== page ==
Resident Video is a monthly series that provides exclusive access to films from emerging artists. This month we bring you Will Schneider’s In The Dark.
It’s October. The leaves are starting to change. It’s finally justifiable to turn off the air conditioning and open the windows. In preparation for Halloween, a month-long marathon of horror films awaits you and we have the perfect starting point. If you scare easily, be warned, perhaps turn on some lights and call over a friend for In The Dark.
In The Dark plays like an urban legend your friend’s older brother told you at a sleepover. These urban legends often stem from a true story, which is why they tend to make our blood run cold. The film revolves around Jaime, a young boy who can’t sleep due to a fear of what’s hiding in his closet. Naturally, his parents aren’t worried about this admittedly normal occurrence, but things begin to escalate. After running into problems at school, Jaime’s parents become more afraid of their child being different than of a potential threat to the entire family.
In the interview below, we talk with Schneider about his inspiration, working with child actors, and keeping modern day audiences spooked.
It’s always interesting to find the inspiration behind horror films. For example, Wes Craven created Freddy Krueger based on a real life incident of a man who was afraid to fall asleep combined with an image from one of Craven’s own nightmare. What’s the inspiration behind In the Dark? Was it an urban legend, nightmare, something seen on the news, etc?
When I was in high school and still figuring out how to make movies, I shot a short film with a fairly similar plot. It was definitely more fantastical, but it revolved around a villainous “imaginary” clown friend who lived in a boy’s closet for most of his life, influencing his views on the world and threatening him to do what the clown wanted. Like most high school films, it was a complete mess, but there was a specific shot I used near the end that always stuck with me. While the boy attempts to fall asleep, we hold on the clown inside of the closet. His gaze never breaks from the boy and we eventually fade out. It was voyeuristic and genuinely haunting. It’s the only part of the film that I truly felt worked and it was an idea I knew I wanted to revisit one day. That same exact shot is in In the Dark.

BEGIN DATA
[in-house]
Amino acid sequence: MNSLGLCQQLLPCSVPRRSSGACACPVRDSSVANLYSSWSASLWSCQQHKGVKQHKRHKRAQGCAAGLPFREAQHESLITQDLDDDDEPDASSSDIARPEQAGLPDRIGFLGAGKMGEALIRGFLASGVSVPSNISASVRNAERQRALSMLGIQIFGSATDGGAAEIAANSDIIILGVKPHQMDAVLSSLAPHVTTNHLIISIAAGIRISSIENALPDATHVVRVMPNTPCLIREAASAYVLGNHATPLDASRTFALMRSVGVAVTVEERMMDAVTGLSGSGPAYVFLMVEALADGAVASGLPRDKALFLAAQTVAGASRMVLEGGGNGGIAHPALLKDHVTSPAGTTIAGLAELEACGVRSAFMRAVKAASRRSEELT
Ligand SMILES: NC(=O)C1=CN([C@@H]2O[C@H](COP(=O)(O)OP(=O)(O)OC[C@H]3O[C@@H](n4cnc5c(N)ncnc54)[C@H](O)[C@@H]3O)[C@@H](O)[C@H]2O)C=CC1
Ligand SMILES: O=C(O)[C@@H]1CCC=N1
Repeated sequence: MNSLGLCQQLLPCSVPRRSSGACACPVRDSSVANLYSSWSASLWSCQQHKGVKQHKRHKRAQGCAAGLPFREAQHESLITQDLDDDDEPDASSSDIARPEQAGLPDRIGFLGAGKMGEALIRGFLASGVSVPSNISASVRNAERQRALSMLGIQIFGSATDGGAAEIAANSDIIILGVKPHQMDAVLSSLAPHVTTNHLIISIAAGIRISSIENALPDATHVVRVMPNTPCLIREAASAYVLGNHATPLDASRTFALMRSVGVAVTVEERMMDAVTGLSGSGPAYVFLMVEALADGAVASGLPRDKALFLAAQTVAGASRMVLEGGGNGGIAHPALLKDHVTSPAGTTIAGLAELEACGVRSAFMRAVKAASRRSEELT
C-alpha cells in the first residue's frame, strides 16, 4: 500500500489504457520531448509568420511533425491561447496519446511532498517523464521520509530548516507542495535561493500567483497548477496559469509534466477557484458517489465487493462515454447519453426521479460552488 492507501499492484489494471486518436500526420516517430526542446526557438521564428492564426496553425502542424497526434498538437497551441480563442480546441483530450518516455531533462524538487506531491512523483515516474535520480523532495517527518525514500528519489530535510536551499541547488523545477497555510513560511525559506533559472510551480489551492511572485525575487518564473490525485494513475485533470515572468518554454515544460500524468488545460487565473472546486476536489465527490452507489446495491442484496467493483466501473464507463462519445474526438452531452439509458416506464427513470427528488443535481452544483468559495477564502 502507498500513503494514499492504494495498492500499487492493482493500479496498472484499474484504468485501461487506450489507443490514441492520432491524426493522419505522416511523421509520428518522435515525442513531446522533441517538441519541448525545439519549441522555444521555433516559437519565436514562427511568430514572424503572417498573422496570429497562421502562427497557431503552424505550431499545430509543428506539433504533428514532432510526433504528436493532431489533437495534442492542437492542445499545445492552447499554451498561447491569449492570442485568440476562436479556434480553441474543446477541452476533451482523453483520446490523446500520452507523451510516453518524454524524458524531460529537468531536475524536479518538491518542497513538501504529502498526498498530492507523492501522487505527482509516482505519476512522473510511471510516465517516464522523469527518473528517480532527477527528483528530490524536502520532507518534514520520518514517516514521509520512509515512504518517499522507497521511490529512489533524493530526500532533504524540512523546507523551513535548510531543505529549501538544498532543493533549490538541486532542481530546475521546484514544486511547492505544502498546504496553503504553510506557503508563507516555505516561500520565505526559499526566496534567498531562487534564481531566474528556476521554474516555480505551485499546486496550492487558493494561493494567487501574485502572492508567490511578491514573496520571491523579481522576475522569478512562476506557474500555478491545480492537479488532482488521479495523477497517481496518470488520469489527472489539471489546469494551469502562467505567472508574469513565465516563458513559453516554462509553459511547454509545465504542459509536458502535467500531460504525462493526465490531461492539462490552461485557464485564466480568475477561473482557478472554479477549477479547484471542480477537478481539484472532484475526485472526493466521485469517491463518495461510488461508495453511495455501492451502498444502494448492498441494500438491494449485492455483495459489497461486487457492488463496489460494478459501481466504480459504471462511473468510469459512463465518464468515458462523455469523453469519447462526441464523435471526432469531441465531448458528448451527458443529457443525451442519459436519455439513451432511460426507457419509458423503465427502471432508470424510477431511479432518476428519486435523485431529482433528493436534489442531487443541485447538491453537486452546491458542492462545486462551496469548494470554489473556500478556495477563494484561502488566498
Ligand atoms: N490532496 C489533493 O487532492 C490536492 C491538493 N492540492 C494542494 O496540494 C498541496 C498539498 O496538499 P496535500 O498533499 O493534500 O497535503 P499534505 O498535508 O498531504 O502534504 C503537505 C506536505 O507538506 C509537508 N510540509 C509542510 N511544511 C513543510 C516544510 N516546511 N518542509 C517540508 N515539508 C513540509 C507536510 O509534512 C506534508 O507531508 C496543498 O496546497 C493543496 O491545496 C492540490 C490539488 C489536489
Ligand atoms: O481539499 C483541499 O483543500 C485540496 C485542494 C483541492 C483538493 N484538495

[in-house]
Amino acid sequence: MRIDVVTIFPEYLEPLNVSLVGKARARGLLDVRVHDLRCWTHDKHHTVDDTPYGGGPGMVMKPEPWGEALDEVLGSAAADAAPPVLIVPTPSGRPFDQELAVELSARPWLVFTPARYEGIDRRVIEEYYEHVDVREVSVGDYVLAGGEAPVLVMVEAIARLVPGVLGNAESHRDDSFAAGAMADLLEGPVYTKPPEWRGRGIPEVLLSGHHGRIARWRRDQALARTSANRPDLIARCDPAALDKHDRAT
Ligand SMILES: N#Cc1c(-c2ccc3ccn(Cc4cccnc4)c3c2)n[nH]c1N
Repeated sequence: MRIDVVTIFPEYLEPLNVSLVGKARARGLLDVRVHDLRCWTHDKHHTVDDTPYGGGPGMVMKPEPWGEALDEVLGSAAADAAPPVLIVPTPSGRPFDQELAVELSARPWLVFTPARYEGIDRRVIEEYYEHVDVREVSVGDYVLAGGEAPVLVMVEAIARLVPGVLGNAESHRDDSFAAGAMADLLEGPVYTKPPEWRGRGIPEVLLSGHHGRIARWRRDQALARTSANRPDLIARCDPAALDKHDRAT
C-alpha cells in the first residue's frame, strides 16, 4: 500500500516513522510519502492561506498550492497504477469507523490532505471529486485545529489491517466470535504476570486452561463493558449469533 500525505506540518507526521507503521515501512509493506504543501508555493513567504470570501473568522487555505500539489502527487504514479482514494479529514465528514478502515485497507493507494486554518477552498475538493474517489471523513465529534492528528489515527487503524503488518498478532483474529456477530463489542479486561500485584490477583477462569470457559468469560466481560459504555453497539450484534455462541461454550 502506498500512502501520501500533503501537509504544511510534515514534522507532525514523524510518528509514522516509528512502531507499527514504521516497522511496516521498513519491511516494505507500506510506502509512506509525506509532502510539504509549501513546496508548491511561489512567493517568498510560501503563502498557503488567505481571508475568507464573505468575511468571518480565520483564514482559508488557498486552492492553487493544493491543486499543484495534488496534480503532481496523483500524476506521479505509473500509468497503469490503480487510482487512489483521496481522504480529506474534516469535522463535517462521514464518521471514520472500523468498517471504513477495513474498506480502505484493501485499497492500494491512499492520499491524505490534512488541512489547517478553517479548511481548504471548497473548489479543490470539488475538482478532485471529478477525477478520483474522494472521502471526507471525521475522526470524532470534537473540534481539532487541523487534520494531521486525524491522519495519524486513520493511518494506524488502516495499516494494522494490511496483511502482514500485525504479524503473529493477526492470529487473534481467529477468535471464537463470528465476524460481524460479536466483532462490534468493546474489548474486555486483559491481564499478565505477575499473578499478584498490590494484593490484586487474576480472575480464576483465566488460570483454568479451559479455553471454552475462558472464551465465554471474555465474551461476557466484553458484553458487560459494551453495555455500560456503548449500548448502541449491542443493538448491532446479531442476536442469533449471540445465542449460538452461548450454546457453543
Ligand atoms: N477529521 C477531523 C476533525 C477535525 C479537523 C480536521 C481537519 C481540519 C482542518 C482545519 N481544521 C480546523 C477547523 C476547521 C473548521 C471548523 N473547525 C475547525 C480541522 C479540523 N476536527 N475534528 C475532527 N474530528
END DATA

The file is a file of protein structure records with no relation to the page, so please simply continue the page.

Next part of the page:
After I graduated from film school, I wanted to use all my new skills and connections to make a short film that truly stood above the student projects I’d directed there. The script for “In the Dark” came together almost overnight, and it was based on the general concept of making my previous clown idea into a larger piece grounded in realism. As I began doing research to see if the idea had been explored before, I found several shocking real-life tales that influenced the final draft. The most horrifying one involved a woman living in a man’s closet for well over a year. He noticed his food was constantly disappearing, and he finally set up cameras to watch his house while he was gone. Sure enough, she was in there with him every single day and he had absolutely no idea.
Some of my friends have questioned the plausibility of Jaime’s parents never seeing the man in the closet, but there are many true stories just like the one mentioned above. I think the scariest aspect of this movie is that this stuff does happen and it could happen to anyone. It’s stranger than fiction.
There’s a saying in show business, “Never work with children or animals.” Although the payoff is often worth it, working with child actors can sometimes be tedious and frustrating. The young actor who plays Jaime does a good job of seeming genuinely frightened on screen. Can you describe the experience of working with a child actor on this film? Did you have to get creative on set to keep him scared?
I was very lucky with my young lead. Trent Noor, who plays Jaime, is a gifted young actor and he came on set with more experience than some of the adult actors I’ve worked with. I knew he was perfect for the part the moment I saw his headshot, and after his audition, it was a done deal. Of course, directing children is different than it is with adults, but Trent was very professional.
The biggest challenge was that in real life, Trent is the polar opposite of his character. He is a very happy person, constantly smiling, laughing, and just enjoying life. And that is not Jaime at all. I felt like a jerk every time I had to remind him that he wasn’t allowed to smile once we were ready to roll, but he complied and I’m grateful. I’m very proud of his performance, as it’s almost impossible to see any trace of who Trent really is. He definitely disappeared and it was impressive.